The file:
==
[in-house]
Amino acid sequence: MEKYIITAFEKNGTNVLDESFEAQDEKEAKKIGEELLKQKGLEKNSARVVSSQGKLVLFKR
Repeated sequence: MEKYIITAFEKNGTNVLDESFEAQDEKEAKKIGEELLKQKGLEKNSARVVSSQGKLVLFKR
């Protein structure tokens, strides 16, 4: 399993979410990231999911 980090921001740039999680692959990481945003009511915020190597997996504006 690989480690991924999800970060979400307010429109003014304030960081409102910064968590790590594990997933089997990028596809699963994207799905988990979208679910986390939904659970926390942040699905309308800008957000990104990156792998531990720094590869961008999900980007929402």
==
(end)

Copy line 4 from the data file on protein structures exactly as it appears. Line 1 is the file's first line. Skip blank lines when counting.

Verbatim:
């Protein structure tokens, strides 16, 4: 399993979410990231999911 980090921001740039999680692959990481945003009511915020190597997996504006 690989480690991924999800970060979400307010429109003014304030960081409102910064968590790590594990997933089997990028596809699963994207799905988990979208679910986390939904659970926390942040699905309308800008957000990104990156792998531990720094590869961008999900980007929402």